At the lightweight end of the Sports Roadster scale – a couple of nicely detailed and correct Austin Healey Sprites. This is the kind of fun car that is impossible to build and sell today, and we are the poorer for it.

Super Seven

Take the minimalist attitude of the Sprite, add Colin Chapman genius, and pump it full of steroids via Cosworth, and you have a Lotus Super Seven. The concept was so strong that the design lives today in the virtually identical Caterhams.

356 Speedster

The Porsche Speedster commands a following all out of proportion to its capability, respectable as it is for a 1,600 cc roadster with a swing axle and no top.

Blue 911

With an engine under two liters, a pre-1970 Porsche 911 qualifies for the Little Car Show at Pacific Grove, but this is a 911 with a modified 356SC four-cylinder – the 912. It actually outsold the 911 its first year.

Black Giulia

The first edition of the Little Car show was unaccountably bereft of Alfa Romeos. That has since been remedied in spades. A little black Giulia Spider is lost among the exotics at the Concorso, but here among Crosleys, 2CVs, Minis and VWs it’s like a direwolf in a litter of chihuahuas.


If Dad had taken the 1958 MGA in which we learned to drive and stuck it in a barn somewhere before the Midwestern road salt had perforated it, this might be what it looked like when you pulled it out and dusted it off this summer.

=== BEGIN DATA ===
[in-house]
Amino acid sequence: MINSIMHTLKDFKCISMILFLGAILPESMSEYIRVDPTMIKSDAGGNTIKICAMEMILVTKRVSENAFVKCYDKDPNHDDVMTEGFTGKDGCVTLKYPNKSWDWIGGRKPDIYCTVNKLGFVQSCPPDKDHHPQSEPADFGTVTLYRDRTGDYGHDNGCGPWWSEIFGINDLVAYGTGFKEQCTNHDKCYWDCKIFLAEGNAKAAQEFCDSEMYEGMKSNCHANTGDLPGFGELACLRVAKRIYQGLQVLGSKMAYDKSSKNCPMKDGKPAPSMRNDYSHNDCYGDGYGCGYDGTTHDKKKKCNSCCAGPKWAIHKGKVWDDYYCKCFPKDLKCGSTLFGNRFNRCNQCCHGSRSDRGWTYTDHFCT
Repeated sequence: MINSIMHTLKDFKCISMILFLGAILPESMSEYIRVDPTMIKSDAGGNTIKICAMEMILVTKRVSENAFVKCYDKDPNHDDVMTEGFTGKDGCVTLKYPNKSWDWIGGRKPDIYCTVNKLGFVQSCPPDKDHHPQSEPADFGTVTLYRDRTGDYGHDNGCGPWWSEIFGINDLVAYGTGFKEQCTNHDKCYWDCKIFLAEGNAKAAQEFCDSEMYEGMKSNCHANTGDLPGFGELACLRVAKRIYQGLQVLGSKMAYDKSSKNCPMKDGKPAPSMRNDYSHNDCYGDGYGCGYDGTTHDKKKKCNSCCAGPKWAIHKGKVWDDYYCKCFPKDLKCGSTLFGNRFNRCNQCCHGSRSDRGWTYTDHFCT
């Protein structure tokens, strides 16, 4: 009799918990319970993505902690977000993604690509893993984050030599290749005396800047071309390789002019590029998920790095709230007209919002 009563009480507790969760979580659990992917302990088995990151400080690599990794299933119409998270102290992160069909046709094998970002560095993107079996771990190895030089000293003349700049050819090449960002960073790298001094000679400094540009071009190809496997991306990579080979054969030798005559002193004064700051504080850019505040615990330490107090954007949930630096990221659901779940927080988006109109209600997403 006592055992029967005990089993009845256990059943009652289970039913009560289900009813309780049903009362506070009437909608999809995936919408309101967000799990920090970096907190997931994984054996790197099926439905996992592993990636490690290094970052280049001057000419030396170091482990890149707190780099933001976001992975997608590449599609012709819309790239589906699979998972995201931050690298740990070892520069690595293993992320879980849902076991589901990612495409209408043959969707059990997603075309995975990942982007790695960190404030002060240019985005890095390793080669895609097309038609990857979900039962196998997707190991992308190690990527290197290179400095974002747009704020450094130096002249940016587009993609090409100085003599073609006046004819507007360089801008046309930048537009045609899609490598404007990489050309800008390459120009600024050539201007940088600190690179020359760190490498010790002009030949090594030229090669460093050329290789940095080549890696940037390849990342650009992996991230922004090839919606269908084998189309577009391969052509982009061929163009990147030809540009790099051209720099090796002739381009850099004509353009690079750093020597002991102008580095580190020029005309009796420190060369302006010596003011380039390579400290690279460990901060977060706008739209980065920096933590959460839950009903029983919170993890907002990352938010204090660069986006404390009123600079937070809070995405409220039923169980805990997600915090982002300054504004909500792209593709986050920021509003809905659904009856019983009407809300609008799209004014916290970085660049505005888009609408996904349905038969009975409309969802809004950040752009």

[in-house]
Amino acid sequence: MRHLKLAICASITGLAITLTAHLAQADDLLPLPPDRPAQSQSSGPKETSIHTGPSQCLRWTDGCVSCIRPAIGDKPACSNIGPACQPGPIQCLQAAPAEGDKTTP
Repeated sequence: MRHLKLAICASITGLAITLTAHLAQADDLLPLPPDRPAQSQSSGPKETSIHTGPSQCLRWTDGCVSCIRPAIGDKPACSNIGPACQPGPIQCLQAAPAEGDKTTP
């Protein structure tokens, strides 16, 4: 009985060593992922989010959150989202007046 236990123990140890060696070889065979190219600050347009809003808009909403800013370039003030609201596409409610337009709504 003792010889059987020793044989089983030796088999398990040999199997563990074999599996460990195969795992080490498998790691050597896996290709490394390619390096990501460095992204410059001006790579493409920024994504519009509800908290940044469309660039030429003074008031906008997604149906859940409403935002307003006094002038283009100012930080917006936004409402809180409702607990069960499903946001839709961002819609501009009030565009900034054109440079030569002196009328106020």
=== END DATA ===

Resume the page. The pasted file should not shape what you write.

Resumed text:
The Tour Cars

Yes, you can see all the same cars at Pebble Beach on Sunday, but maybe you want to see your favorite vintage racers perform on the track at Laguna Seca. Then you can leave early from the Los Angeles area and watch many of them as they pass, from any number of scenic spots. Or spring for the five day package and get up early Thursday, because one of the thrills is seeing the cars disembarking from the transporters in the early morning dark, and capturing them as the light slowly grows. The Haggerty people won’t begrudge you a donut and a cuppa at their hospitality tent.

Cobra Daytona Tour 2

Cobra Daytona chassis number CSX 2602 was the fifth of six built. This is the livery in which it raced, except at Le Mans, where it carried the red and white colors of Scuderia Filipinetti. It won its class at the Concours.

Most Elegant Open Car